Jiji Press TOKYO (Jiji Press) — The travel industry is pinning its hopes on the departure tax that Japan introduced Monday, while some passengers leaving the country voiced unhappiness with the new levy.
Japan began collecting ¥1,000 per person from those who leave the country, regardless of nationality.
Departure tax revenue, estimated at ¥50 billion for fiscal 2019, will be used to make it easier for foreign visitors to travel in the country.
Specifically, foreign-language information boards at tourist sites will be improved, more facial recognition gates will be introduced at airports for smoother immigration procedures and free Wi-Fi access points will be increased.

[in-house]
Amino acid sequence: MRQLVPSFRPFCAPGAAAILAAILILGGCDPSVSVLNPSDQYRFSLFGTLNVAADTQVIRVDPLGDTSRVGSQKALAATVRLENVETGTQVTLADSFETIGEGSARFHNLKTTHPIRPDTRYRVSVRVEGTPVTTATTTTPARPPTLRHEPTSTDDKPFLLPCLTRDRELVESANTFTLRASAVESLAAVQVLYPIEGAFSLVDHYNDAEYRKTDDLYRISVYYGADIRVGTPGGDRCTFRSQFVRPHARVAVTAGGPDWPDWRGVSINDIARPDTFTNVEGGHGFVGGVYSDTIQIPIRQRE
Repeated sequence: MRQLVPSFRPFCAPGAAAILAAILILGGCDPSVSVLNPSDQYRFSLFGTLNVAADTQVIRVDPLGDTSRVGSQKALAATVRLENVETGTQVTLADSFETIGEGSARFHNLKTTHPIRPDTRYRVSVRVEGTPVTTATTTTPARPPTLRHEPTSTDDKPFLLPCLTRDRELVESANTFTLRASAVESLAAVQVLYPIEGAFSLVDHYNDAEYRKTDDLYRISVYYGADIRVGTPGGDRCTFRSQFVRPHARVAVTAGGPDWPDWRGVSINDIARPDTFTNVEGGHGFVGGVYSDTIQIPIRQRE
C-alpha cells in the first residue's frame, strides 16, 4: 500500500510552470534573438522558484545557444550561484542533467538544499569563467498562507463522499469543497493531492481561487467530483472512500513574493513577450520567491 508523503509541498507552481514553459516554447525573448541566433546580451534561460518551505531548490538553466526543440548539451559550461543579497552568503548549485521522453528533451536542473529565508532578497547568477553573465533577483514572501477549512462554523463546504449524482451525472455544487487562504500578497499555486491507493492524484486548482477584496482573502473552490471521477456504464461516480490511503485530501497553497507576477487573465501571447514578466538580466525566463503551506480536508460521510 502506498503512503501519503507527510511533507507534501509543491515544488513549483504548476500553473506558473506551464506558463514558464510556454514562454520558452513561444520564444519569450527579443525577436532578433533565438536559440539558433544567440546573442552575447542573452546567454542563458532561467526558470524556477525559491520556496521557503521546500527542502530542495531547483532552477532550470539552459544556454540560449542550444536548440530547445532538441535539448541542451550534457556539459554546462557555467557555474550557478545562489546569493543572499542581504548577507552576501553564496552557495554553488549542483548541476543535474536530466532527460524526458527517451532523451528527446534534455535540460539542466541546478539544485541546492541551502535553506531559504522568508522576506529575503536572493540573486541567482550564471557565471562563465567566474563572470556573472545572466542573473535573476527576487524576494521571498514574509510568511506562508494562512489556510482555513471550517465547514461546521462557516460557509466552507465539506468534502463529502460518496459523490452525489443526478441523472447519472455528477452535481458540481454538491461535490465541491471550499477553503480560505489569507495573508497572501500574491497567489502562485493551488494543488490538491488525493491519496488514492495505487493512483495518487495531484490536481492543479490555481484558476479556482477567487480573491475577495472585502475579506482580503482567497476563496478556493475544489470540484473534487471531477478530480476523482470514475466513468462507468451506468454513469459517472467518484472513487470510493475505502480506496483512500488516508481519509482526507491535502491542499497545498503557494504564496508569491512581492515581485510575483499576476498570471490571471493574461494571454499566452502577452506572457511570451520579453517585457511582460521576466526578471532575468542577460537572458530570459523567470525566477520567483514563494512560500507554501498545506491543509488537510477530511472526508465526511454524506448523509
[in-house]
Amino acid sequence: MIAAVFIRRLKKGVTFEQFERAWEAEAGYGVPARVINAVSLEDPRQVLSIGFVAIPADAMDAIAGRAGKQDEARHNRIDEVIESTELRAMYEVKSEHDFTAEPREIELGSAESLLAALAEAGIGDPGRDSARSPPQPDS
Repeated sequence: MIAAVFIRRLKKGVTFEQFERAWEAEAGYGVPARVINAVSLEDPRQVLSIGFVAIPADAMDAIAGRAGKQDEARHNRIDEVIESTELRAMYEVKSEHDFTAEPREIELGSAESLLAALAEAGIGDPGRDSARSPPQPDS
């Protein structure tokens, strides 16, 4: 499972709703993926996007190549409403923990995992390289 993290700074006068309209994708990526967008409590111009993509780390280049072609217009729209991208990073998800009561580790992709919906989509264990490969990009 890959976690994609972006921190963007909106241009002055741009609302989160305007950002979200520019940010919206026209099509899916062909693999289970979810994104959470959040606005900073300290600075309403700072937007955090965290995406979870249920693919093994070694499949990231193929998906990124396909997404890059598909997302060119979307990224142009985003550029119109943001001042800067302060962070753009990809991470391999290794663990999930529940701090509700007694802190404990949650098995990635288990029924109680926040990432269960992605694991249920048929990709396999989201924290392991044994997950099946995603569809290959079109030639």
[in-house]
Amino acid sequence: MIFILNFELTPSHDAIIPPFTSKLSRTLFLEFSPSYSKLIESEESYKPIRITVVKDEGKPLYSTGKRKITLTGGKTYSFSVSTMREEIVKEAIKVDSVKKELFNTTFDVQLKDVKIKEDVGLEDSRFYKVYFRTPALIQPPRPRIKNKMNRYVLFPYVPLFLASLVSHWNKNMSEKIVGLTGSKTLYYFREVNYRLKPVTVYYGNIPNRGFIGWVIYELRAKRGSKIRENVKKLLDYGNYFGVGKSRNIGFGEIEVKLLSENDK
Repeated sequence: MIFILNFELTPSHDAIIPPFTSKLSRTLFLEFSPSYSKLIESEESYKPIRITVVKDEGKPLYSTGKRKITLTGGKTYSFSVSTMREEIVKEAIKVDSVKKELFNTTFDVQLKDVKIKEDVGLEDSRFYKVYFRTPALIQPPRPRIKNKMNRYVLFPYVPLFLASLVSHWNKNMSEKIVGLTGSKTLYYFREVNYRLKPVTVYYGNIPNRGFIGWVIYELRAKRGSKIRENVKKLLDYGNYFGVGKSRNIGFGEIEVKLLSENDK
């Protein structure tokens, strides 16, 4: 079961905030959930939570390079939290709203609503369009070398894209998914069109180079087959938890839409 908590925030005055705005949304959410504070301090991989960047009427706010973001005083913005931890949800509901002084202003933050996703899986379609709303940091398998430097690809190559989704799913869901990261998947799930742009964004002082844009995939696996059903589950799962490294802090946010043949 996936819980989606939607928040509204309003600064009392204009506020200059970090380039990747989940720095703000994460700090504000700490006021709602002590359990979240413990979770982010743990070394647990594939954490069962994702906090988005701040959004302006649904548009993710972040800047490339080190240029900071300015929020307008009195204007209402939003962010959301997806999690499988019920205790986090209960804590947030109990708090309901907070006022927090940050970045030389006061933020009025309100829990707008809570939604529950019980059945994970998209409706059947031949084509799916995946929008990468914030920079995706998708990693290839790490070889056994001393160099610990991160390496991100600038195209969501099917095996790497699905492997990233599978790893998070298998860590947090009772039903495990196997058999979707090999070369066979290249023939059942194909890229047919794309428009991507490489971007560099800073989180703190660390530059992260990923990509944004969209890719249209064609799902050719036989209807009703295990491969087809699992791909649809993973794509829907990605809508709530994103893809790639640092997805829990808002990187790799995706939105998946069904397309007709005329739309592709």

These measures “will be a tailwind” to growth in the number of visitors to Japan, a major travel agency official said.
When the departure tax plan emerged, industry people were worried that the levy might discourage foreigners from traveling to Japan, depending on the tax level.
The concerns waned as the government set the tax at ¥1,000 per head. “The advantages of a more convenient tourism environment outweigh” the disadvantages, said an official of an air carrier.
Meanwhile, international passengers were mixed about the tax.
At the departure lounge of Narita International Airport near Tokyo on Monday morning, a university student from China who had enjoyed a family trip questioned why she had to pay the tax.